Fireworks and reaffirming our commitment to the real values of America

By Michael d’Oliveira

Throughout history, revolutions have either ended in failure or betrayal of the ideals they claimed to cherish. Time and time again, once people have successfully deposed their oppressive rulers, more oppressive rulers took their place.

China, Russia, Cuba, all of these revolutions ended in the creation of dictators or system of dictators. Even the French Revolution ended with Napoleon declaring himself emperor. The French Revolution sewed the seeds of modern France, but its ideals didn’t fully materialize for decades. 

The American colonists rebelled against Great Britain because they felt their rights as English subjects were under assault from the government. After they won their independence, the Founding Fathers created the Constitution to ensure that government was prevented from violating the rights of its citizens.  That’s what makes America such an historically-unique place and the Fourth of July such a special holiday – a time for fireworks and for reaffirming our commitment to the real values of America.

The leaders of the new nation could have given themselves unlimited power. Instead, they chose to follow through with the ideals they espoused during the war. George Washington even gave up serving a third term as president, a tradition that all presidents until FDR voluntarily adhered to. America is certainly not without her problems, past or present. The Founding Fathers were not without their faults. They preserved slavery and left its abolishment up to future generations. Slavery is still and will always be a stain on the founding of America. There’s no way around it.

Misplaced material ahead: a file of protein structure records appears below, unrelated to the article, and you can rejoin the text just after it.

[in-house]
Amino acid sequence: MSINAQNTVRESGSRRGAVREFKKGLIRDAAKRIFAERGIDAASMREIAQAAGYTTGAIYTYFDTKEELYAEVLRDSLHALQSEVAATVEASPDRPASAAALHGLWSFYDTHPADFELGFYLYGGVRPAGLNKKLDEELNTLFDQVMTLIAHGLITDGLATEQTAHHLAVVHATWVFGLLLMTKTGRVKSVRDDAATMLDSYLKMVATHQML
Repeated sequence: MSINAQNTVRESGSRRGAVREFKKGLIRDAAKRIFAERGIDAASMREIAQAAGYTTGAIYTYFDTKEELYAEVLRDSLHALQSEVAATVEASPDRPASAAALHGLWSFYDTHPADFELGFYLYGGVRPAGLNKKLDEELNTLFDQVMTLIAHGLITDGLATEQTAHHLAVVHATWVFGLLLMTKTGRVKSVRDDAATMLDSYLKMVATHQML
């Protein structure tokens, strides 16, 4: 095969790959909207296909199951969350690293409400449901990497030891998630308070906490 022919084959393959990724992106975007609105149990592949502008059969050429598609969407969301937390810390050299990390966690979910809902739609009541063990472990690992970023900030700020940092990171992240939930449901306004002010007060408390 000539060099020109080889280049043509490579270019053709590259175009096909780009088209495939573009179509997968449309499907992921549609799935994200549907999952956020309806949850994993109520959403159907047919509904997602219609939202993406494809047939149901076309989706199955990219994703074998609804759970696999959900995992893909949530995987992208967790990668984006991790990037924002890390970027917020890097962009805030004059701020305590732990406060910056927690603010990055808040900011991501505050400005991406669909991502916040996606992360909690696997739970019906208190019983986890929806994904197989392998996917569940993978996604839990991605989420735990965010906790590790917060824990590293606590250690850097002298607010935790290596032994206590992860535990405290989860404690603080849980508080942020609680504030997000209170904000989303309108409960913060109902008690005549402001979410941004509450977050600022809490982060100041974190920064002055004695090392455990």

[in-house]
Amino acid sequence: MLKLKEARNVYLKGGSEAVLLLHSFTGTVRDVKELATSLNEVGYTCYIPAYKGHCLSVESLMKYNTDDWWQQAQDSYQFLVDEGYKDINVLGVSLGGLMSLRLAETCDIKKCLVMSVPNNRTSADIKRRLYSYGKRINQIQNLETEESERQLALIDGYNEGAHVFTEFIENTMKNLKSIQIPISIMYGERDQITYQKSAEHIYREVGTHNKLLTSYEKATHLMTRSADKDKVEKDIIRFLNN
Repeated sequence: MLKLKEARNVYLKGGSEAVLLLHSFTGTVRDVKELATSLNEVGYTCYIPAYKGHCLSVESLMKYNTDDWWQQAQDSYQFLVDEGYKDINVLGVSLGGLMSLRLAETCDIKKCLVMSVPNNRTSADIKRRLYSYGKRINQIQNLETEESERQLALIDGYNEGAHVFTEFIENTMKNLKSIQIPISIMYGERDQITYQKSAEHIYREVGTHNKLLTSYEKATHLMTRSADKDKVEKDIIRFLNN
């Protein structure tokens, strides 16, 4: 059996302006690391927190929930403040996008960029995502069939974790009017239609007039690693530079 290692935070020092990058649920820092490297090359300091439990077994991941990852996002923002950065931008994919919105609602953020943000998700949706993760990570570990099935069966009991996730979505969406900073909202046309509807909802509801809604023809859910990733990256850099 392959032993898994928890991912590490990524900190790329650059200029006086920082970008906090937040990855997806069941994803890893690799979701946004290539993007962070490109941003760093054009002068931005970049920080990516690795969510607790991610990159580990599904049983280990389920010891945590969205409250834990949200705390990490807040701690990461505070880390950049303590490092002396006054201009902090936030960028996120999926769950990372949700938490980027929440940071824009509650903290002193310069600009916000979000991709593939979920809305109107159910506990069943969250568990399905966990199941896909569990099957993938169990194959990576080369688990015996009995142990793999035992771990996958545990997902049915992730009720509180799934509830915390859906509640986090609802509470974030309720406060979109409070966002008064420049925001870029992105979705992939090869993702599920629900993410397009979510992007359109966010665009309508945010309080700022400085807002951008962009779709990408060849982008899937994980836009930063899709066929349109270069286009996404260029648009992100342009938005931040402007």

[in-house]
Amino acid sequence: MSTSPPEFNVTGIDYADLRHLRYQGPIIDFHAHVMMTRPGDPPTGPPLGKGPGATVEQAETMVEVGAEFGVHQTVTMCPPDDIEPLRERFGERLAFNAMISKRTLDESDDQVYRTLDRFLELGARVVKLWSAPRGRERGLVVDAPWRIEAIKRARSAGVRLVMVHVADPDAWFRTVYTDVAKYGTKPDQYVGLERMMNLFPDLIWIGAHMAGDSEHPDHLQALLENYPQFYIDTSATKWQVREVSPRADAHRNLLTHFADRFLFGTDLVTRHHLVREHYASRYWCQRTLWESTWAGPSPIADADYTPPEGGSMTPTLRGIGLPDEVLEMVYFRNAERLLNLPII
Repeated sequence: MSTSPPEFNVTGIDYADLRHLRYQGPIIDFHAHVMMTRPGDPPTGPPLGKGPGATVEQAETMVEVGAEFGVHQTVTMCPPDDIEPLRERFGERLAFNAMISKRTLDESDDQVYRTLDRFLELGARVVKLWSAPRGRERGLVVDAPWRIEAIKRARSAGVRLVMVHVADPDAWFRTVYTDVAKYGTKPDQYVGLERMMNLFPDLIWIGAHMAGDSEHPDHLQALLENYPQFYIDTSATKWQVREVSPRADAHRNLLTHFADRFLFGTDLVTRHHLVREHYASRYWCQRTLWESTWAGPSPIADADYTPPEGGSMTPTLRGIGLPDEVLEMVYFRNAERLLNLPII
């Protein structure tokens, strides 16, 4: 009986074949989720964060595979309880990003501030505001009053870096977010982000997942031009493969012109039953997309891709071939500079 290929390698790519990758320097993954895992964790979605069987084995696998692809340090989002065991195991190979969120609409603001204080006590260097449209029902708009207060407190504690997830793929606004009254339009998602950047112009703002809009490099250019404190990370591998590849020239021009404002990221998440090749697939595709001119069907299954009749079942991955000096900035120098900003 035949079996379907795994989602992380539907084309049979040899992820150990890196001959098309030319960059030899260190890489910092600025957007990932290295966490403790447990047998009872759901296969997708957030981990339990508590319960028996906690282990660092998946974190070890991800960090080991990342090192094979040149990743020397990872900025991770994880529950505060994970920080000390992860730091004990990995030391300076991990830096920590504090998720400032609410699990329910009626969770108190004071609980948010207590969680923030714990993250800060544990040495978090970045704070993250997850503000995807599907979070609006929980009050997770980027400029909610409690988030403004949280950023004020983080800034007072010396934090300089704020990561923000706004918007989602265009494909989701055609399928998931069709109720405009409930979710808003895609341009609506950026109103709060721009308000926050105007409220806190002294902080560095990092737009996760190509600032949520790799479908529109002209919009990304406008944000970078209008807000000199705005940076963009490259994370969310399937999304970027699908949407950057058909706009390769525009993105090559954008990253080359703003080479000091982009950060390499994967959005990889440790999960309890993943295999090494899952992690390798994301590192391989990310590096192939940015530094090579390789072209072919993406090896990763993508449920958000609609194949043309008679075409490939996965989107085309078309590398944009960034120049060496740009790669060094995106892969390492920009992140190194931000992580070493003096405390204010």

But just as we should recognize our shortcomings, we should also recognize what makes everything good possible – the type of government our Founding Fathers created.

As Christopher Hitchens told C-Span, the American form of government was quite revolutionary for its time. America has never had a despotic ruler precisely because the Founders created co-equal branches of government. Congress has to the power to reign in the power of the president and the judiciary has the power to rule on both.

“The American Revolution, the one that says, build your Republic on individual rights, not group rights. Have a bill of rights that inscribes these and then makes them available and legible to everybody. Separate the church from the state, separate the executive, the judicial and the political branch. Do all these things. It doesn’t sound like much, but it’s really a very revolutionary idea. There is hardly a country in the world that wouldn’t benefit from adopting those principles,” said Hitchens.

America and what it stands for are worth celebrating. But we have to understand why America is so special and, as David Frum wrote in May, we have to defend American values and Western culture.

“The Western culture of personal autonomy and equal dignity is a precious thing precisely because it is not universal. Those who participate in that culture and enjoy its benefits may hope—do hope—that it may someday become universal. They may hope that their culture will shape the shared future of all humanity. But it is not a universal inheritance, and it is not the universal contemporary practice. If anything, that culture is at present in retreat, challenged and assailed both at home and abroad. It needs defending, and to be defended effectively it is vital to understand precisely how non-universal it is.”